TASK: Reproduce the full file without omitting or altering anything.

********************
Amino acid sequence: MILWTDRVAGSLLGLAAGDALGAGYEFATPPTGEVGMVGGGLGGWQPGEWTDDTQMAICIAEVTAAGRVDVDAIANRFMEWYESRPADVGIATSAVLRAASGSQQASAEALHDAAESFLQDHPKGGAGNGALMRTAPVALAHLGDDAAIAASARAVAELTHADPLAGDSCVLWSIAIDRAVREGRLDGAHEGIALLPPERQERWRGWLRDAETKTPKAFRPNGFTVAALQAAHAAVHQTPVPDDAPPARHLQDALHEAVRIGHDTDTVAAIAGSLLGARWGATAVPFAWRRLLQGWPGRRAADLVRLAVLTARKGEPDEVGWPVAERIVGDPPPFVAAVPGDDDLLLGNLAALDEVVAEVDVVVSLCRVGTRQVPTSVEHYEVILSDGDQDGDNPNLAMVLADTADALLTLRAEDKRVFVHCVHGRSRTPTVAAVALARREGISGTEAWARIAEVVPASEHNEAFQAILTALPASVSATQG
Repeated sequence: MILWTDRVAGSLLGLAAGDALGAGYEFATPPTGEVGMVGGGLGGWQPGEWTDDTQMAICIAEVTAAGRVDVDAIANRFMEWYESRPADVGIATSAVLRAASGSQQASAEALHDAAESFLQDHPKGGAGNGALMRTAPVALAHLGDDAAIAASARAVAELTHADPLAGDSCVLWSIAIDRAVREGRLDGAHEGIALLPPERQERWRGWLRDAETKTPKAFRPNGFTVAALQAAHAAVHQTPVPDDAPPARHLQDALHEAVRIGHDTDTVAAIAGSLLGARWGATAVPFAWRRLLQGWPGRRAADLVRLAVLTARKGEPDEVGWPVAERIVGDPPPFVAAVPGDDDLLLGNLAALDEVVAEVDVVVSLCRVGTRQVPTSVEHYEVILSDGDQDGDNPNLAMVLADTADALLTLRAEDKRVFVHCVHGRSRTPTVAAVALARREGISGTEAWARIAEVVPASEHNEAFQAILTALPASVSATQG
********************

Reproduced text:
Amino acid sequence: MILWTDRVAGSLLGLAAGDALGAGYEFATPPTGEVGMVGGGLGGWQPGEWTDDTQMAICIAEVTAAGRVDVDAIANRFMEWYESRPADVGIATSAVLRAASGSQQASAEALHDAAESFLQDHPKGGAGNGALMRTAPVALAHLGDDAAIAASARAVAELTHADPLAGDSCVLWSIAIDRAVREGRLDGAHEGIALLPPERQERWRGWLRDAETKTPKAFRPNGFTVAALQAAHAAVHQTPVPDDAPPARHLQDALHEAVRIGHDTDTVAAIAGSLLGARWGATAVPFAWRRLLQGWPGRRAADLVRLAVLTARKGEPDEVGWPVAERIVGDPPPFVAAVPGDDDLLLGNLAALDEVVAEVDVVVSLCRVGTRQVPTSVEHYEVILSDGDQDGDNPNLAMVLADTADALLTLRAEDKRVFVHCVHGRSRTPTVAAVALARREGISGTEAWARIAEVVPASEHNEAFQAILTALPASVSATQG
Repeated sequence: MILWTDRVAGSLLGLAAGDALGAGYEFATPPTGEVGMVGGGLGGWQPGEWTDDTQMAICIAEVTAAGRVDVDAIANRFMEWYESRPADVGIATSAVLRAASGSQQASAEALHDAAESFLQDHPKGGAGNGALMRTAPVALAHLGDDAAIAASARAVAELTHADPLAGDSCVLWSIAIDRAVREGRLDGAHEGIALLPPERQERWRGWLRDAETKTPKAFRPNGFTVAALQAAHAAVHQTPVPDDAPPARHLQDALHEAVRIGHDTDTVAAIAGSLLGARWGATAVPFAWRRLLQGWPGRRAADLVRLAVLTARKGEPDEVGWPVAERIVGDPPPFVAAVPGDDDLLLGNLAALDEVVAEVDVVVSLCRVGTRQVPTSVEHYEVILSDGDQDGDNPNLAMVLADTADALLTLRAEDKRVFVHCVHGRSRTPTVAAVALARREGISGTEAWARIAEVVPASEHNEAFQAILTALPASVSATQG